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Filtering on your motorcycle - What's the law?

3rd August 2021

Filtering on your motorcycle - What's the law?

Laura Hopkins, Legal Executive in our Personal Injury team, looks at the legalities of filtering on motorcycles

Contrary to popular belief, it is legal for a motorcycle to filter through stationary or low moving traffic. Indeed, it’s one of the advantages of travelling by two wheels rather than four and can significantly reduce travel time.

Unfortunately, it’s also really quite dangerous. What’s more, if you do suffer an accident while filtering there are multiple considerations that come into play when deciding which party was at fault for the collision.

If you’re a motorcyclist, it’s important you understand both the risks and the possible legal ramifications.

There are a few cases involving motorcycles that have long been used by insurance companies to argue partial or complete fault on the part of the rider. Some are more than half a century old but remain good law.

They are:

Powell v Moody (1966). In this case, which even pre-dates England’s World Cup win, the judge found the motorcyclist to be 80% to blame for the accident and the car driver 20% at fault. The motorbike was slowly overtaking a milk tanker which had stopped. The driver of the milk tanker waved a car to pull out in front of him from a junction onto the main road. As the car inched out in front of the milk tanker it collided with the motorcyclist. The judge in that case concluded that a motorbike rider must be incredibly careful when overtaking when he cannot see what is in front of him.

This case is rare as ordinarily anyone pulling out of a side street onto the main road would be held 100% at fault for the accident. It’s therefore often used by insurers acting for defendants.

Clarke v Winchurch (1969). Here the motorcyclist was found to be entirely at fault. A car driver was pulling out across the front of a stationary bus in order to turn right down the road in the direction opposite to that in which the bus was facing. He collided with a moped which had overtaken the bus on its offside. The car was only about a yard beyond the offside of the bus at the moment of impact.

The judge ruled that the motorcyclist should’ve realised something was happening up ahead and that motorcyclists must drive in such a way that they can immediately deal with an emergency.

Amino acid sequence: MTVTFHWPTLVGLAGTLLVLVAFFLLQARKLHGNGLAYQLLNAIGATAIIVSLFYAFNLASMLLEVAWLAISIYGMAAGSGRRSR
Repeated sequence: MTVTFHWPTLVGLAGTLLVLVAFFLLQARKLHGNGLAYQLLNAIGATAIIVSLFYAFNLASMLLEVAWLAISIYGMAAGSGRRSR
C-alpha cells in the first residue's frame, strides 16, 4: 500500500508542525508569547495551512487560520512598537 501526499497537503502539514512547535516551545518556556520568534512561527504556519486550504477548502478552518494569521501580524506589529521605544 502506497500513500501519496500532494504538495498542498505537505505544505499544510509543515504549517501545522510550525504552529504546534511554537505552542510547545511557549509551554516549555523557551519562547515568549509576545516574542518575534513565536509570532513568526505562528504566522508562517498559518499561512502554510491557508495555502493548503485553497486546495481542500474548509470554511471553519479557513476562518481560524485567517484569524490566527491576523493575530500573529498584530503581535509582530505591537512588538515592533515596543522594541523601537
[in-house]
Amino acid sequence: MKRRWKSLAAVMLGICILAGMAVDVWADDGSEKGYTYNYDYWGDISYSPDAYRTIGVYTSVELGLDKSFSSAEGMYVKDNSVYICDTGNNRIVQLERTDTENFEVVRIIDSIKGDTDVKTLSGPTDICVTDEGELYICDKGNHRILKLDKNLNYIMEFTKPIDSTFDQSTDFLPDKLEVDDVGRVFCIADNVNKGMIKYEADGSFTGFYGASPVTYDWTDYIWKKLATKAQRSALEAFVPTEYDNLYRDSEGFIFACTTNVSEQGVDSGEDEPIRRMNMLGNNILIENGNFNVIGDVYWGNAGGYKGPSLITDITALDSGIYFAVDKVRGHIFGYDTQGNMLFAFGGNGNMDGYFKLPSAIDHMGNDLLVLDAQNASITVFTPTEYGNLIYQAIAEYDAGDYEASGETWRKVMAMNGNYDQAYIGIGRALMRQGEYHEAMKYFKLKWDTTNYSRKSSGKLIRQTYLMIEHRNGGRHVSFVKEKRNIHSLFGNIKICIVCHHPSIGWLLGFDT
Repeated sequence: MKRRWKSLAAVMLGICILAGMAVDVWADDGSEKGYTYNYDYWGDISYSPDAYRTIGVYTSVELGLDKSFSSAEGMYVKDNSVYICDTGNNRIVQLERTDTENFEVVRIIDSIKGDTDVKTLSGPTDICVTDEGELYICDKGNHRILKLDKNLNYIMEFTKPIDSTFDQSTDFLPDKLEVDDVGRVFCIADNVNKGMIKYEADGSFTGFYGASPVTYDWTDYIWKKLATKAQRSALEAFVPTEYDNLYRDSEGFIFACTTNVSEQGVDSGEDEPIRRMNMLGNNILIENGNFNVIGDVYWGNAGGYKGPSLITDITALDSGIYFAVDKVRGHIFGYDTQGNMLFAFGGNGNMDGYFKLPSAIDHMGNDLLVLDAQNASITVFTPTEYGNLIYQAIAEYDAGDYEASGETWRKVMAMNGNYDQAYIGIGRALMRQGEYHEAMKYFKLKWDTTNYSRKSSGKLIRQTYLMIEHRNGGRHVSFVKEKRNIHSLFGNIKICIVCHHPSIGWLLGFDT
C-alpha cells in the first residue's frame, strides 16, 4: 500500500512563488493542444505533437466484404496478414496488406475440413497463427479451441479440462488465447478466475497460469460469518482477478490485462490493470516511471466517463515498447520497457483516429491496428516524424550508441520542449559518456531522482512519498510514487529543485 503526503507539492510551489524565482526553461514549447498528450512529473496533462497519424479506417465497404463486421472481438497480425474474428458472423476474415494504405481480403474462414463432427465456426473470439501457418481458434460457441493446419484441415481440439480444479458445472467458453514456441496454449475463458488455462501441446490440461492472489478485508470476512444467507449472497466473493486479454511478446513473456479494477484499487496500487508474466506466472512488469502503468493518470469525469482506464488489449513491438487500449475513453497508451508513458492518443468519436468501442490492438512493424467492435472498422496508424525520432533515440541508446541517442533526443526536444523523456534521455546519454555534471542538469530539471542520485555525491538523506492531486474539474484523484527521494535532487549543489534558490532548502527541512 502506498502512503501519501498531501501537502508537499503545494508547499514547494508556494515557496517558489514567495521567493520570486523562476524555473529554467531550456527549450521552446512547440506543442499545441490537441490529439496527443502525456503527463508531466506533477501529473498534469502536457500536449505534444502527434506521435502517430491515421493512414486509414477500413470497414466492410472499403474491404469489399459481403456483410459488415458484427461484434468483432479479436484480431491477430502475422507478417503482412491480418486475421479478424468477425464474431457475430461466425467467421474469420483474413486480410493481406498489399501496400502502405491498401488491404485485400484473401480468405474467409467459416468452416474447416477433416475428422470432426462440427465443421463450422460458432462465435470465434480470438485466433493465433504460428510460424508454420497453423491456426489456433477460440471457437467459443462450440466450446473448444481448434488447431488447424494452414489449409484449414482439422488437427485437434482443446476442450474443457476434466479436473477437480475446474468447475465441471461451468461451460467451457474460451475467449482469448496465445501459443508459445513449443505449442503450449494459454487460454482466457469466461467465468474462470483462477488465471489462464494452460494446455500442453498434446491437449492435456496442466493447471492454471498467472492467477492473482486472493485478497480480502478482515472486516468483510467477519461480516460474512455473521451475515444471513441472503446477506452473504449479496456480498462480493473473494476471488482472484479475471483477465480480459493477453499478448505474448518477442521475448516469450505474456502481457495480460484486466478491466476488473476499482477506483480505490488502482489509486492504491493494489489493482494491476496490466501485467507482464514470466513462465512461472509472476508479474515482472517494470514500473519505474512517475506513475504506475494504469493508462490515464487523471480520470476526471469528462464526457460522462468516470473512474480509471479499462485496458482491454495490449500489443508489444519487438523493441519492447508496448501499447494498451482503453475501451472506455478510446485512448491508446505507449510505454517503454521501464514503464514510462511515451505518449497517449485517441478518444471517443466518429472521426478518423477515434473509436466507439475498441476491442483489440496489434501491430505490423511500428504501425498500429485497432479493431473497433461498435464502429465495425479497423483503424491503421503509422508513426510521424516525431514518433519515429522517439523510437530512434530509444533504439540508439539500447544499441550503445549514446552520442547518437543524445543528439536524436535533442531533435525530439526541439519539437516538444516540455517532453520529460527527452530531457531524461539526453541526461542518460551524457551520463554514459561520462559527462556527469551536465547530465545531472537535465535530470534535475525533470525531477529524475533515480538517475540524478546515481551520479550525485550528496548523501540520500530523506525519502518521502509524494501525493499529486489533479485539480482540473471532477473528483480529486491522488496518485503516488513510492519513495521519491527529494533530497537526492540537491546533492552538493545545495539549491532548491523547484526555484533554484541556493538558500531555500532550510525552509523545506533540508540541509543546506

In Leeson v Bevis Transport (1972), the motorcyclist was found equally responsible for an accident where a van driver emerged from a side road. The court said that the motorcyclist did nothing wrong in overtaking the line of stationary vehicles, but needed to keep an effective lookout, whilst the van driver should have been aware of the possibility of vehicles overtaking in this way.

There have been more recent cases of significance, but these remain the foundations of many an out of court settlement. Partial fault or at least contributory negligence is routinely argued in a compensation case involving a motorcycle – but every case is unique and will need to be decided on its merit.

When filtering, The British Motorcyclist Federation advises not to take anything for granted, to watch ahead for gaps, to be aware of road markings and to never feel pressurised to filter. Expect to have to brake or swerve.

You should always travel at safe speed relative to the traffic around you. Filtering is usually concluded between 15mph and 20mph.

The Federation’s full tips can be read here

If you have been the victim of a road traffic accident on a bike, it’s imperative you seek specialist advice. At Higgs & Sons we have extensive experience in motorcycle claims. We have a particular focus on not only securing the highest amount of compensation but also on helping rebuild lives through the provision of rehabilitation.

Contact me on 01384 327204 or laura.hopkins@higgsllp.co.uk

 

 

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